3. #3
    Platinum Member WithLove's Avatar
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    Kids change the entire dynamic. At 3 months old, your son is still a relatively new thing in your wife's life. I really do understand why you are feeling the way you do, but your wife is also bonding with the baby that she carried for 9 months. It's still early days yet.

    I don't, however, agree with the therapist that told you that your marriage isn't worth working through. All marriages are worth trying for. If you've explained to your wife that you're missing that bonding time with her and your son, and she's not receptive to making changes, then either a) you give her a bit more time to adjust, or b) you ask her to go to marriage counseling with you.

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    Originally Posted by WithLove
    Kids change the entire dynamic. At 3 months old, your son is still a relatively new thing in your wife's life. I really do understand why you are feeling the way you do, but your wife is also bonding with the baby that she carried for 9 months. It's still early days yet.

    I don't, however, agree with the therapist that told you that your marriage isn't worth working through. All marriages are worth trying for. If you've explained to your wife that you're missing that bonding time with her and your son, and she's not receptive to making changes, then either a) you give her a bit more time to adjust, or b) you ask her to go to marriage counseling with you.
    Yes, this, I agree. I also have a T by the way (but he is 10 years old). OP - She's not babysitting T -she's his mom, it's different. Maybe you just meant that as shorthand. Can you not go with them on the road trips -do you have to work? And if you do how would you have time to bond with him at home? Please do explain.

    She might have post partum -has she been checked? She's probably ridiculously tired too. You sound like you're doing your best to parent your son when you are home. I'm glad you ask how her day was and it sounds like you mean it and want to know the answer. What I wanted when my son was 3 months old and my husband came home? I wanted him to take over so I could use the restroom alone. Or maybe heaven forbid take a shower. I did not want to kiss him because often I smelled bad like spit up, etc. He got that I think LOL. I am not saying you do this but once after 13 hours straight with our infant son he came home and I asked him to take the baby and change the diaper etc. His parents called at that moment. Not an emergency at all. I fully expected him to talk to them AND change the diaper which is what I would have done if I even took the call. Nope. And he didn't understand why that 15 minute phone conversation was so hard for me.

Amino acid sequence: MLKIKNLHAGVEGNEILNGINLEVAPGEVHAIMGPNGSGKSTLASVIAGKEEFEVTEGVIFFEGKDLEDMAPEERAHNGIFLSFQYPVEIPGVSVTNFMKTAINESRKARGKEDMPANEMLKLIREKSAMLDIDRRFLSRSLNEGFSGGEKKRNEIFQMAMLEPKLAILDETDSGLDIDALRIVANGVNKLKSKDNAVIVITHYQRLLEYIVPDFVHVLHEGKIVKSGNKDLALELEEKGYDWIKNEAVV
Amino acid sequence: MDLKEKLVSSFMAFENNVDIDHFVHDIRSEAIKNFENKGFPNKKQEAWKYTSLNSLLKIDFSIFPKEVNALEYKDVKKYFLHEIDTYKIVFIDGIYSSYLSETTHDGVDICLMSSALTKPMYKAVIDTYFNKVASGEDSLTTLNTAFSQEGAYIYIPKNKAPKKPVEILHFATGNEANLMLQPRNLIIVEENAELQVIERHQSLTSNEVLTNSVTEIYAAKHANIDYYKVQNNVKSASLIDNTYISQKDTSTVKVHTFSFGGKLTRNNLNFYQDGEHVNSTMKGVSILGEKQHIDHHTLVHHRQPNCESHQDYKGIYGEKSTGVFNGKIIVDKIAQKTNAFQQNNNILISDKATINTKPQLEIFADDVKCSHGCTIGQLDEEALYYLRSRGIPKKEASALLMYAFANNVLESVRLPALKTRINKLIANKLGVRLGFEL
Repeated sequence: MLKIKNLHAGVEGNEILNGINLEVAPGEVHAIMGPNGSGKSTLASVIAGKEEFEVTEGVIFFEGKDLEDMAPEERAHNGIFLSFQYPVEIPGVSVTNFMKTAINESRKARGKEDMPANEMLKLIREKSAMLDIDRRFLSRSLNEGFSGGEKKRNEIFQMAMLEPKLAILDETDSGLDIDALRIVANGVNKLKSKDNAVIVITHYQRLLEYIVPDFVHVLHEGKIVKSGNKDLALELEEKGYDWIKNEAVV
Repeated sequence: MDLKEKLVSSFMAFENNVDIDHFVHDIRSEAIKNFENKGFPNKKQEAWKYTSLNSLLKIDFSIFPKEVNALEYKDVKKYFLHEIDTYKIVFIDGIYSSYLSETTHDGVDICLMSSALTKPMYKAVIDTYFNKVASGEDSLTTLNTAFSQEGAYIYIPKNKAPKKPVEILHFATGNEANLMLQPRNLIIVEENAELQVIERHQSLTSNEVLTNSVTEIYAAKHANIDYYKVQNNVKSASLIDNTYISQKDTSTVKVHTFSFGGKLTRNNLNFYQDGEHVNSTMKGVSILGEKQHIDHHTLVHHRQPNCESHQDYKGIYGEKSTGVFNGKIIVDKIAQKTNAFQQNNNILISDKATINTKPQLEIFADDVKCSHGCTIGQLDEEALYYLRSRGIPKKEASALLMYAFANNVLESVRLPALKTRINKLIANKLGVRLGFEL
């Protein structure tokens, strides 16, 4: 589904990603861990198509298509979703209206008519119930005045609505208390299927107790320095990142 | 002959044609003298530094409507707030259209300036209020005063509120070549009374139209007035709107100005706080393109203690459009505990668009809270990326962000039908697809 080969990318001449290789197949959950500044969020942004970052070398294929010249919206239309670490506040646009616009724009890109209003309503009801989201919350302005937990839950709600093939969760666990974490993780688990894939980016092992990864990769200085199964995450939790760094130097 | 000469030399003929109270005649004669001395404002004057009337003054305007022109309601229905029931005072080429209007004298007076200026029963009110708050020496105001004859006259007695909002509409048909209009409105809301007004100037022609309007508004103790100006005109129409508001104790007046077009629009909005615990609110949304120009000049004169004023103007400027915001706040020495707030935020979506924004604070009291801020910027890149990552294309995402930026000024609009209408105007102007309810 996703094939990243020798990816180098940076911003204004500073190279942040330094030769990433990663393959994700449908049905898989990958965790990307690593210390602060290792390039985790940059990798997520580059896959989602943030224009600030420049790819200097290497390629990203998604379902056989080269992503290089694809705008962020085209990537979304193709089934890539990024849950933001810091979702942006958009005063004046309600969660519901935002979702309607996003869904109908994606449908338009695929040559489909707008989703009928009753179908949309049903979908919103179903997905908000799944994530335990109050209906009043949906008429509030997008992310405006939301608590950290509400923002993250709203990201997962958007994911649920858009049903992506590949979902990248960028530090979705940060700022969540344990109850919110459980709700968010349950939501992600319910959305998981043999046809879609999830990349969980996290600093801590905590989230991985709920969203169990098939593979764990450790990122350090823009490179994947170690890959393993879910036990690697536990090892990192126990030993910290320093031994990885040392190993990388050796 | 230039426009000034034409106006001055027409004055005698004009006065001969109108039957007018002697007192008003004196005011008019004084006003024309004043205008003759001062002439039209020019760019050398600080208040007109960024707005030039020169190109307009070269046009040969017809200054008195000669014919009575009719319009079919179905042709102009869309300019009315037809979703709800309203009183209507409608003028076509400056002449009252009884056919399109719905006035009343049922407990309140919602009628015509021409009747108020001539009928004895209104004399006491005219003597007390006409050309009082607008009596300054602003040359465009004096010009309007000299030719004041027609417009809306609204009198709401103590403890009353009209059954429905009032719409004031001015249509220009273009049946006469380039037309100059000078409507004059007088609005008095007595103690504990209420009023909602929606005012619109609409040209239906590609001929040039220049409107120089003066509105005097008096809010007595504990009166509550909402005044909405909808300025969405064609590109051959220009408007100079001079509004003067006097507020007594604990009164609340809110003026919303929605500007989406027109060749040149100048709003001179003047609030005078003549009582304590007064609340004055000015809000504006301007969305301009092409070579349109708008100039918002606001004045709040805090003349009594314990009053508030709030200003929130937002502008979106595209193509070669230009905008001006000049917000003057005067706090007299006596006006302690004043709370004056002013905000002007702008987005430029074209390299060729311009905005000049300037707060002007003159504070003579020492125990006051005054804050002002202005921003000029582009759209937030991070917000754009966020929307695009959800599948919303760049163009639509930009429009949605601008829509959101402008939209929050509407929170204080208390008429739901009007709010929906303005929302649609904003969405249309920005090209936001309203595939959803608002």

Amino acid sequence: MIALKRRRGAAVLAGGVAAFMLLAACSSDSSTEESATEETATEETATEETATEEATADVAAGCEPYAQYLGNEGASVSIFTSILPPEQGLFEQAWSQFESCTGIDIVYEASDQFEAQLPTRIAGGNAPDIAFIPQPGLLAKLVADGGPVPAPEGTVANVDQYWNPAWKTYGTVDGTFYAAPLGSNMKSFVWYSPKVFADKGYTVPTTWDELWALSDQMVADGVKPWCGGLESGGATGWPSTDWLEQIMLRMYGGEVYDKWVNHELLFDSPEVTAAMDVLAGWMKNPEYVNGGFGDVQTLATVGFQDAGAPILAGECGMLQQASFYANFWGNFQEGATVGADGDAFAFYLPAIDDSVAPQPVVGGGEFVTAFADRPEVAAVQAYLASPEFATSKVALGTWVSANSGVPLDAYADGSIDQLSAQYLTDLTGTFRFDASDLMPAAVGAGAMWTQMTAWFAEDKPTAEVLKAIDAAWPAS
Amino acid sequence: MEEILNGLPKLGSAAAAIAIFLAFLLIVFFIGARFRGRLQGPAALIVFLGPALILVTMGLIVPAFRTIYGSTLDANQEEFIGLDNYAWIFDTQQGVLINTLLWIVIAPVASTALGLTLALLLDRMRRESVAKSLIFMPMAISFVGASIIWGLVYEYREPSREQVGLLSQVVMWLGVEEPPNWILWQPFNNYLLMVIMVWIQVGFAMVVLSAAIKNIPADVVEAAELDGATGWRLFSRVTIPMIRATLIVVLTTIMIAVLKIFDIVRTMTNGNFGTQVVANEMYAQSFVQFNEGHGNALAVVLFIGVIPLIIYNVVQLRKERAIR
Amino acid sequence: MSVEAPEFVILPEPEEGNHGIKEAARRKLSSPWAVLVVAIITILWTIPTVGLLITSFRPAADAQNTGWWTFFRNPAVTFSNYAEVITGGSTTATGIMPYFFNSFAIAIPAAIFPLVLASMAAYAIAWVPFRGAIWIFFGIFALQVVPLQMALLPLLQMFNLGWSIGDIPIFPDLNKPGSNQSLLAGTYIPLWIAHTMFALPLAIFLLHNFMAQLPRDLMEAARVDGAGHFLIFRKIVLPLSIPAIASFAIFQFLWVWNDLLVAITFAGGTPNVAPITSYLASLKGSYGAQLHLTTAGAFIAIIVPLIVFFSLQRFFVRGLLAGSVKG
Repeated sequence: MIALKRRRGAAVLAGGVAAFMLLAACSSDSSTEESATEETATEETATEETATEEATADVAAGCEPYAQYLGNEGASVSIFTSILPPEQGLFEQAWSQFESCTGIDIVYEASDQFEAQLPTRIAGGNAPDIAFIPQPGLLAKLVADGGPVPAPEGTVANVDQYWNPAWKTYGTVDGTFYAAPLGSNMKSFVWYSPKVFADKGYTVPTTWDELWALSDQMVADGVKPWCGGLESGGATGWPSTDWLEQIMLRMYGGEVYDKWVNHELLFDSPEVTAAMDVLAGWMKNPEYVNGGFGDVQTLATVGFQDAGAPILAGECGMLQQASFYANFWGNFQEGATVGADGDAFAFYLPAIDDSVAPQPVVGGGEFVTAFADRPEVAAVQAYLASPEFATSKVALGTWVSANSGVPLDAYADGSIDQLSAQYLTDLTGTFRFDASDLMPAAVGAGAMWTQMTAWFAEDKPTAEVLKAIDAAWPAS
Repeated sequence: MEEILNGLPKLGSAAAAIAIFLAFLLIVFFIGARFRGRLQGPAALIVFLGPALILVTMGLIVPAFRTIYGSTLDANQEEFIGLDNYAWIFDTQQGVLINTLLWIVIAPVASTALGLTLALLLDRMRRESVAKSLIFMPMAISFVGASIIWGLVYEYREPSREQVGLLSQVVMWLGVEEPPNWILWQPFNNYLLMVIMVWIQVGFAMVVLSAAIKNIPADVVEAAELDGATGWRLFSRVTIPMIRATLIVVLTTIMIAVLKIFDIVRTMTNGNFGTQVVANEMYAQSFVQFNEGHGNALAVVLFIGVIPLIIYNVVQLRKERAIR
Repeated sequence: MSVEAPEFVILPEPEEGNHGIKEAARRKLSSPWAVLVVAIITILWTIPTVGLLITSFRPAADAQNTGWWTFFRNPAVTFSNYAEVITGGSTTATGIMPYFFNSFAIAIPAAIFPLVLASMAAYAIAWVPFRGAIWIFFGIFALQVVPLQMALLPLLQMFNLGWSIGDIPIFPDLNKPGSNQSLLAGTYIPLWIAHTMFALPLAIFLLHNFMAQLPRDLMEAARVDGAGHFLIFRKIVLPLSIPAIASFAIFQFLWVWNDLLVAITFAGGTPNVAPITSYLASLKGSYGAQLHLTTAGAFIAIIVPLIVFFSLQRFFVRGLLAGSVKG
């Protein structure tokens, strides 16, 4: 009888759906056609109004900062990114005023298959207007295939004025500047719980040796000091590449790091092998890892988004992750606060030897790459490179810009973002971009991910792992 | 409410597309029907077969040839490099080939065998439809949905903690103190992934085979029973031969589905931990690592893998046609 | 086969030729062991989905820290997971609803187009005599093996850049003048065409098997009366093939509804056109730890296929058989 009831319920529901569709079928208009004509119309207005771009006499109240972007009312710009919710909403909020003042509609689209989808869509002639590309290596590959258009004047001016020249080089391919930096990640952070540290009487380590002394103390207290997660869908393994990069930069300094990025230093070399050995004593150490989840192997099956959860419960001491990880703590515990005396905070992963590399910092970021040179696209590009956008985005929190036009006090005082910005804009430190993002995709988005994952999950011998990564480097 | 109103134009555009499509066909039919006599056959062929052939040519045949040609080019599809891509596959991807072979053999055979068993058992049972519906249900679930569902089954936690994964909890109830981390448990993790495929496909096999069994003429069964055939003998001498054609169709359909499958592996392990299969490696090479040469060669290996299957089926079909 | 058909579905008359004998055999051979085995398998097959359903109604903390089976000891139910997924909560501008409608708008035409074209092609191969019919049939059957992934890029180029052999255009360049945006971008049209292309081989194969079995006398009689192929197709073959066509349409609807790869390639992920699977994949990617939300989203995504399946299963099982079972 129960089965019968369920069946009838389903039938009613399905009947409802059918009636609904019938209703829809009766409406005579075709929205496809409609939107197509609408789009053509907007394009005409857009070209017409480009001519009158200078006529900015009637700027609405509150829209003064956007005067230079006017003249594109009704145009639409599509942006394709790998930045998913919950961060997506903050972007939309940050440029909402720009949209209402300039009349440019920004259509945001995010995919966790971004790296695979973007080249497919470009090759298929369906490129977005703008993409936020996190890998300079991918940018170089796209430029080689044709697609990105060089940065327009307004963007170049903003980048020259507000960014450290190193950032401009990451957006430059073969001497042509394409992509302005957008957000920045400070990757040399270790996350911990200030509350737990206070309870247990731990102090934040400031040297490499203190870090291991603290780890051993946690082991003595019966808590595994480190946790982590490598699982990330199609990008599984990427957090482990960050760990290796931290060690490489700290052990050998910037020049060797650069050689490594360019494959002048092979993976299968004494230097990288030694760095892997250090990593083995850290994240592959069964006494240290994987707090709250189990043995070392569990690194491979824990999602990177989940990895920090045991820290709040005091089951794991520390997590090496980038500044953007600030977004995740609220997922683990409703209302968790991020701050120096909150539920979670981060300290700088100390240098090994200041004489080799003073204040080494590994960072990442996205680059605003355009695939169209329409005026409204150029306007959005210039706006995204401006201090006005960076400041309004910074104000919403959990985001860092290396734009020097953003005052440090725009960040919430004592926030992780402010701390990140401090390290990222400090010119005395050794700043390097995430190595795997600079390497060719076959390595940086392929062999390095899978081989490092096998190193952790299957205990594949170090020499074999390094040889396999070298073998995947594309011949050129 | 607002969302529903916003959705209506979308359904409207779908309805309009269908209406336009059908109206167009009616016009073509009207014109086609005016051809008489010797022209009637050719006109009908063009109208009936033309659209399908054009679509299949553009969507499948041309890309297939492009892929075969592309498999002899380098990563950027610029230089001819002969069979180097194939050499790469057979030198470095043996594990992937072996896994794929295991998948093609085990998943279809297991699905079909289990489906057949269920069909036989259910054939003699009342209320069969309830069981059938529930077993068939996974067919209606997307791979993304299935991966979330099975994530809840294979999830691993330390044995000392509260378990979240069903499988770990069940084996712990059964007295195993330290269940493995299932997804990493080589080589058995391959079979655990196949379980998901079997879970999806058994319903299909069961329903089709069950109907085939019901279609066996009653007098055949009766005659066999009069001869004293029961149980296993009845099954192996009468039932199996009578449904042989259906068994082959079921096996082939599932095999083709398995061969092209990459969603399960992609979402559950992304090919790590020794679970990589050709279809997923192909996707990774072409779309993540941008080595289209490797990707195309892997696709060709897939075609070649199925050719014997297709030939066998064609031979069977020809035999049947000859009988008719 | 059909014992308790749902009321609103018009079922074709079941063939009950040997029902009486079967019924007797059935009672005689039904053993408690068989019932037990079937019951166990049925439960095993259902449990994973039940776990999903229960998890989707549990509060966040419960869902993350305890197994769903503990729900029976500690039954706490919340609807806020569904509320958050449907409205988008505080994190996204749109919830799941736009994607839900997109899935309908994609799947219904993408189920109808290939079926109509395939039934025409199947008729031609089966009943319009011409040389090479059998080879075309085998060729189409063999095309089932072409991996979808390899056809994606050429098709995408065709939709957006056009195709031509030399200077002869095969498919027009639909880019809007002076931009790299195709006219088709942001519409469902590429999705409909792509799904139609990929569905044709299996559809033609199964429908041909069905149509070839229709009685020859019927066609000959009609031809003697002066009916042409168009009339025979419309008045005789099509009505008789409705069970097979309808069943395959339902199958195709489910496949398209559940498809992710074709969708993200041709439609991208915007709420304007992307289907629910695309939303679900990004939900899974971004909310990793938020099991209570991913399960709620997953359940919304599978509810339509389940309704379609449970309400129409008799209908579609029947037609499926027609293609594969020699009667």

So just check in with yourself and her and make sure that she's getting the kind of support she needs. Especially with the nursing and sleep deprivation she's probably pretty darn fragile right now. And those roadtrips -I bet her parents help with the baby and distract him and she can -yup - use the restroom in peace and maybe sip coffee that isn't luke-cold. Be curious not furious and get more information. Good luck to both of you.

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  6. #5
    Platinum Member bluecastle's Avatar
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    Sorry for the pain and confusion.

    I don't know what the state of your relationship was prior to conception, but a brief scan through your threads here leads me to believe it was pretty fraught. A baby, generally, will take any crack in a relationship and turn it into a chasm.